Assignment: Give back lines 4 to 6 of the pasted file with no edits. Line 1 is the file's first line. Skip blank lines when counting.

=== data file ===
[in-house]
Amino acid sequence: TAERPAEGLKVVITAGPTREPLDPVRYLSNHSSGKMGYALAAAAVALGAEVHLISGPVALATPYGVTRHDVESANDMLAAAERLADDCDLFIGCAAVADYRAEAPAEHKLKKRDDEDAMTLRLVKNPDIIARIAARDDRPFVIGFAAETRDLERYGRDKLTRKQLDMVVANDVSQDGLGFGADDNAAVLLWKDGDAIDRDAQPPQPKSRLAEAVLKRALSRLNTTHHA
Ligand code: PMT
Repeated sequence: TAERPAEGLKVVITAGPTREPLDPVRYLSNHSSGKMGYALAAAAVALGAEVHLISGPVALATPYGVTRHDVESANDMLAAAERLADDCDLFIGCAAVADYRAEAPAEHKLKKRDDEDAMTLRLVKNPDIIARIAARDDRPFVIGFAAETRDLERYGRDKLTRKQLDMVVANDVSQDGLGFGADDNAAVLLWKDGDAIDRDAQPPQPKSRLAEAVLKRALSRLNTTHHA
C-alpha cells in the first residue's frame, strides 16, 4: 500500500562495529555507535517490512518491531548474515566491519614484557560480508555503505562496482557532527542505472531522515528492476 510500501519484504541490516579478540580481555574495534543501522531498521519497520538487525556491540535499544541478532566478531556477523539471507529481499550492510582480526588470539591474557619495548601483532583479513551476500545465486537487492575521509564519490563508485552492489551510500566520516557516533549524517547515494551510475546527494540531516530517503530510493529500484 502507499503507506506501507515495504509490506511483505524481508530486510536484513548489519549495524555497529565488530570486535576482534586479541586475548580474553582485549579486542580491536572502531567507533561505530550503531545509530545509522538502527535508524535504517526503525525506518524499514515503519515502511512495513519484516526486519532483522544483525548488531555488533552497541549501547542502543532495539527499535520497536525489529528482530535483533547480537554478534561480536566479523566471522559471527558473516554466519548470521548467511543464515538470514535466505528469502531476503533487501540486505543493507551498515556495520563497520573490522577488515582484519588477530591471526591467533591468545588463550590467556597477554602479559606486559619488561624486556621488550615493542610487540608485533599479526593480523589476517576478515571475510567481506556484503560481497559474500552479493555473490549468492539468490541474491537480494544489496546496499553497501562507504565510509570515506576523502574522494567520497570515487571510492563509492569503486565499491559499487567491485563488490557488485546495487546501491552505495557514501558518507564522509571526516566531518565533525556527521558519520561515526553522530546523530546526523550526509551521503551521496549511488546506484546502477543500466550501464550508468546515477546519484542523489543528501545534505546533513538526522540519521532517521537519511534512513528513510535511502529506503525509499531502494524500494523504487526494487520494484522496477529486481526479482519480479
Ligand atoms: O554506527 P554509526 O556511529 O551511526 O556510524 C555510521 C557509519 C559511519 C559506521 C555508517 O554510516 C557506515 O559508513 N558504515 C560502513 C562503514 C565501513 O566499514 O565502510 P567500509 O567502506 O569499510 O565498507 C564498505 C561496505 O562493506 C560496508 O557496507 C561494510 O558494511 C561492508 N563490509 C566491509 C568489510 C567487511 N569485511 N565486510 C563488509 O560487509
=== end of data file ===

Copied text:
Repeated sequence: TAERPAEGLKVVITAGPTREPLDPVRYLSNHSSGKMGYALAAAAVALGAEVHLISGPVALATPYGVTRHDVESANDMLAAAERLADDCDLFIGCAAVADYRAEAPAEHKLKKRDDEDAMTLRLVKNPDIIARIAARDDRPFVIGFAAETRDLERYGRDKLTRKQLDMVVANDVSQDGLGFGADDNAAVLLWKDGDAIDRDAQPPQPKSRLAEAVLKRALSRLNTTHHA
C-alpha cells in the first residue's frame, strides 16, 4: 500500500562495529555507535517490512518491531548474515566491519614484557560480508555503505562496482557532527542505472531522515528492476 510500501519484504541490516579478540580481555574495534543501522531498521519497520538487525556491540535499544541478532566478531556477523539471507529481499550492510582480526588470539591474557619495548601483532583479513551476500545465486537487492575521509564519490563508485552492489551510500566520516557516533549524517547515494551510475546527494540531516530517503530510493529500484 502507499503507506506501507515495504509490506511483505524481508530486510536484513548489519549495524555497529565488530570486535576482534586479541586475548580474553582485549579486542580491536572502531567507533561505530550503531545509530545509522538502527535508524535504517526503525525506518524499514515503519515502511512495513519484516526486519532483522544483525548488531555488533552497541549501547542502543532495539527499535520497536525489529528482530535483533547480537554478534561480536566479523566471522559471527558473516554466519548470521548467511543464515538470514535466505528469502531476503533487501540486505543493507551498515556495520563497520573490522577488515582484519588477530591471526591467533591468545588463550590467556597477554602479559606486559619488561624486556621488550615493542610487540608485533599479526593480523589476517576478515571475510567481506556484503560481497559474500552479493555473490549468492539468490541474491537480494544489496546496499553497501562507504565510509570515506576523502574522494567520497570515487571510492563509492569503486565499491559499487567491485563488490557488485546495487546501491552505495557514501558518507564522509571526516566531518565533525556527521558519520561515526553522530546523530546526523550526509551521503551521496549511488546506484546502477543500466550501464550508468546515477546519484542523489543528501545534505546533513538526522540519521532517521537519511534512513528513510535511502529506503525509499531502494524500494523504487526494487520494484522496477529486481526479482519480479
Ligand atoms: O554506527 P554509526 O556511529 O551511526 O556510524 C555510521 C557509519 C559511519 C559506521 C555508517 O554510516 C557506515 O559508513 N558504515 C560502513 C562503514 C565501513 O566499514 O565502510 P567500509 O567502506 O569499510 O565498507 C564498505 C561496505 O562493506 C560496508 O557496507 C561494510 O558494511 C561492508 N563490509 C566491509 C568489510 C567487511 N569485511 N565486510 C563488509 O560487509